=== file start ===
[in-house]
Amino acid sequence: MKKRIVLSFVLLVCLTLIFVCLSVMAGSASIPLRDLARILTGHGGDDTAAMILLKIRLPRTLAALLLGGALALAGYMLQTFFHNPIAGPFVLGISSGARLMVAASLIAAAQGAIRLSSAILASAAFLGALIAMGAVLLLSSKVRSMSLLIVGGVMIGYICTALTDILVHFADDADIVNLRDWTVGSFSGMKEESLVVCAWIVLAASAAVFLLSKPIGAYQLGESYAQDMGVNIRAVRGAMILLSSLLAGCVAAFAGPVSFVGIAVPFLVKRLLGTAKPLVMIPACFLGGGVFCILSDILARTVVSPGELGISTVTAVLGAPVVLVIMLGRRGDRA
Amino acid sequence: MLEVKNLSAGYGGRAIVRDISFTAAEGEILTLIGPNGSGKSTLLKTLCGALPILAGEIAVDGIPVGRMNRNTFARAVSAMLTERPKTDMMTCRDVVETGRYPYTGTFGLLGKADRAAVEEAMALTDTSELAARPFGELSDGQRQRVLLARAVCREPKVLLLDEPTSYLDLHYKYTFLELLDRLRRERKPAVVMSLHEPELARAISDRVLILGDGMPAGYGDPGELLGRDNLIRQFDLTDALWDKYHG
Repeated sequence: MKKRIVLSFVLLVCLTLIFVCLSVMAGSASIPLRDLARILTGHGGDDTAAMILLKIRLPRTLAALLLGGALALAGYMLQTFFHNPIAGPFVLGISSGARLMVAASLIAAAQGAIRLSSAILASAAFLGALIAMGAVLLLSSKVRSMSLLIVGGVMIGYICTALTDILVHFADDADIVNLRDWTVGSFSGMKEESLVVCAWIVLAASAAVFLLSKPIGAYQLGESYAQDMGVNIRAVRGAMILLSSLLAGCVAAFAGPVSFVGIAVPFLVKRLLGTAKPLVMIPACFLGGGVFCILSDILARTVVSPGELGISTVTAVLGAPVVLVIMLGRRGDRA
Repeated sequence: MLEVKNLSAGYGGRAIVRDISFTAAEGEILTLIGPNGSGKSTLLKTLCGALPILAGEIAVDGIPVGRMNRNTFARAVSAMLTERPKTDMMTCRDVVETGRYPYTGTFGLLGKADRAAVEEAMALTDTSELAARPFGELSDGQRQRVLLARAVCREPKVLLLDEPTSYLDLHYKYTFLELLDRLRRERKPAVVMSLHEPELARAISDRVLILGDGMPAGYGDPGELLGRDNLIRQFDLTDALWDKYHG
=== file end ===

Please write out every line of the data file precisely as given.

[in-house]
Amino acid sequence: MKKRIVLSFVLLVCLTLIFVCLSVMAGSASIPLRDLARILTGHGGDDTAAMILLKIRLPRTLAALLLGGALALAGYMLQTFFHNPIAGPFVLGISSGARLMVAASLIAAAQGAIRLSSAILASAAFLGALIAMGAVLLLSSKVRSMSLLIVGGVMIGYICTALTDILVHFADDADIVNLRDWTVGSFSGMKEESLVVCAWIVLAASAAVFLLSKPIGAYQLGESYAQDMGVNIRAVRGAMILLSSLLAGCVAAFAGPVSFVGIAVPFLVKRLLGTAKPLVMIPACFLGGGVFCILSDILARTVVSPGELGISTVTAVLGAPVVLVIMLGRRGDRA
Amino acid sequence: MLEVKNLSAGYGGRAIVRDISFTAAEGEILTLIGPNGSGKSTLLKTLCGALPILAGEIAVDGIPVGRMNRNTFARAVSAMLTERPKTDMMTCRDVVETGRYPYTGTFGLLGKADRAAVEEAMALTDTSELAARPFGELSDGQRQRVLLARAVCREPKVLLLDEPTSYLDLHYKYTFLELLDRLRRERKPAVVMSLHEPELARAISDRVLILGDGMPAGYGDPGELLGRDNLIRQFDLTDALWDKYHG
Repeated sequence: MKKRIVLSFVLLVCLTLIFVCLSVMAGSASIPLRDLARILTGHGGDDTAAMILLKIRLPRTLAALLLGGALALAGYMLQTFFHNPIAGPFVLGISSGARLMVAASLIAAAQGAIRLSSAILASAAFLGALIAMGAVLLLSSKVRSMSLLIVGGVMIGYICTALTDILVHFADDADIVNLRDWTVGSFSGMKEESLVVCAWIVLAASAAVFLLSKPIGAYQLGESYAQDMGVNIRAVRGAMILLSSLLAGCVAAFAGPVSFVGIAVPFLVKRLLGTAKPLVMIPACFLGGGVFCILSDILARTVVSPGELGISTVTAVLGAPVVLVIMLGRRGDRA
Repeated sequence: MLEVKNLSAGYGGRAIVRDISFTAAEGEILTLIGPNGSGKSTLLKTLCGALPILAGEIAVDGIPVGRMNRNTFARAVSAMLTERPKTDMMTCRDVVETGRYPYTGTFGLLGKADRAAVEEAMALTDTSELAARPFGELSDGQRQRVLLARAVCREPKVLLLDEPTSYLDLHYKYTFLELLDRLRRERKPAVVMSLHEPELARAISDRVLILGDGMPAGYGDPGELLGRDNLIRQFDLTDALWDKYHG